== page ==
“The Queen is in love with the flying White Bull God.
Icarus inhales sweet, dangerous fumes at Delphi.
The Minotaur paces in his maze cave.
Blind Tiresias, the sage, sees all.
In a dream state, Freud imagines these archetypes on his couch.
Generals watch the sky on fire. “
A six-year collaboration between Towson University professor Dr. Tavia La Follette and South African director/playwright Malcolm Purkey has created a dazzling stage fable entitled “Icarus at the Border, a Meditation on Monstrous Appetites” appearing now through November 23 in the Studio Theatre of the Center for the Arts on TU’s campus. Billed as co-devisers and co-directors, the team of Purkey and La Follette give audiences a work of puppets, projections, percussion, and seemingly infinite theatrical possibility.
The play consists of plot elements woven together from Greek mythology and themes that are both timeless and contemporary: addiction, nationalism, trauma. In it, the titular Icarus’ final flight is perhaps one of fancy, and the outcome is in doubt except at a macro level.
The performances are consistently brilliant…
“Everything you are about to see is a lie” is video-projected at the start of the show, readying patrons for the intense work of invention to follow. Next, we meet Daedalus (Alex Wynd) and Tiresias (Kendra Hyater-Davis) as the former works on his flying contraption and the latter warns of its implications: ” …bombs in their bellies and plague in their blankets… “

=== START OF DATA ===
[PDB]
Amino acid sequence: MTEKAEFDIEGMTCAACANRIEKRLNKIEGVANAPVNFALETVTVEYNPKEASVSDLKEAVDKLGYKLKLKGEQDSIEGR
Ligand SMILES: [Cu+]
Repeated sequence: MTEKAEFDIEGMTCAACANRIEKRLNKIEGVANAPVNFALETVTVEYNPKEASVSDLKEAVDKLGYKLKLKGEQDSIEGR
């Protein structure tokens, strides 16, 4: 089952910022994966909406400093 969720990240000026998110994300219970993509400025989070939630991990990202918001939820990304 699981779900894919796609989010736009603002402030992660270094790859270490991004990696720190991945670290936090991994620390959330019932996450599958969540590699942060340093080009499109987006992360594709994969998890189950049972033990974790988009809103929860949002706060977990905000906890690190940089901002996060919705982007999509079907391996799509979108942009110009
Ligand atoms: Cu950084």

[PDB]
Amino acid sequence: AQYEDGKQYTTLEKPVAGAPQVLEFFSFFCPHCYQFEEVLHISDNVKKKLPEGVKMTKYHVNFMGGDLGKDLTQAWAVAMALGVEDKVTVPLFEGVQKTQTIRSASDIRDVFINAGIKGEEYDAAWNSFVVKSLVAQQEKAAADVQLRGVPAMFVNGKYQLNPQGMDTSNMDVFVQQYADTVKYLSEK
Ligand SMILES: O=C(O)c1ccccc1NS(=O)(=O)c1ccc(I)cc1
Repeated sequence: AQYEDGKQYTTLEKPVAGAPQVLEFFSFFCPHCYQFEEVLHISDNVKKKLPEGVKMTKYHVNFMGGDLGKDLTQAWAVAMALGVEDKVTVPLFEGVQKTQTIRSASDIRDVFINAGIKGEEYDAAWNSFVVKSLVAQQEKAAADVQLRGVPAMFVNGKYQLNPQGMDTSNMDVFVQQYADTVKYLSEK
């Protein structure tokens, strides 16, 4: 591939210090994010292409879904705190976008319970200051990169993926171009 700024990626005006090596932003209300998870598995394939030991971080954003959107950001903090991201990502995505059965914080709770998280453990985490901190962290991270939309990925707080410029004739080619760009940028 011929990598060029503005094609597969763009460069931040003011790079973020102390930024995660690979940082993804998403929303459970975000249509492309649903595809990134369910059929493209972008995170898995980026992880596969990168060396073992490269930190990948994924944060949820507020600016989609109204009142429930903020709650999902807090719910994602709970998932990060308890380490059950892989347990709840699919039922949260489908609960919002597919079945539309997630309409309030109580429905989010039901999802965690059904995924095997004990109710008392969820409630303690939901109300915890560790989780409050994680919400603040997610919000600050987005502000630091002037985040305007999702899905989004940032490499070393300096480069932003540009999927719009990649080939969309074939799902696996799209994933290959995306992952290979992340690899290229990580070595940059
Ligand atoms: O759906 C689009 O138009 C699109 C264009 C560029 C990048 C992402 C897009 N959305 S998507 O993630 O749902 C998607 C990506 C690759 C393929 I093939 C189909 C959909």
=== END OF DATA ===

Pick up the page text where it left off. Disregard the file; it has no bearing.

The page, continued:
A General (Justin Henderson) and a Queen (Anna Steuerman) appear, gravely concerned about their failure to produce an heir. For the Queen, an invention from Daedalus or a potion from Tiresias – or both – may fit the bill, though probably not in the manner intended.
Freud (Daniel Rosen) and his time-traveling patient DH (Aryamar Colón-Pappaterra) join the tapestry with their own story. DH ultimately asks: “Where does a dream end and the psychosis begin?” as an Aztec earth goddess, a suffragette, and a Soviet fighter pilot all speak of sacrifice; and the Queen’s eventual progeny, the Minotaur (Justin Oratokhai), and his BFF, Icarus (Jacob Sanchez) fight to remain together against the General’s lust for vengeance.
Artfully connecting all of these is a masked and antlered chorus and a pair of live percussionists. These give the production its considerable backbone, along with puppets by Dr. La Follette, costumes by Ava Ertel, set by Daniel Ettinger, lighting by Gene Ethridge, and projections by Jay Herzog.
The performances are consistently brilliant (particularly for a student production), the design elements are awe-inspiring, and the direction is brisk and urgent. “Icarus at the Border” is must-see.
Running Time: approximately 2 hours with one intermission
Advisory: profanity, sexual themes, graphic depiction of drug use, loud sounds, theatrical fog.
The Towson University Department of Theatre Arts’ production of “Icarus at the Border” runs through November 23 at Center for the Arts, 7700 Osler Drive, Towson, Maryland. Click here for tickets and information.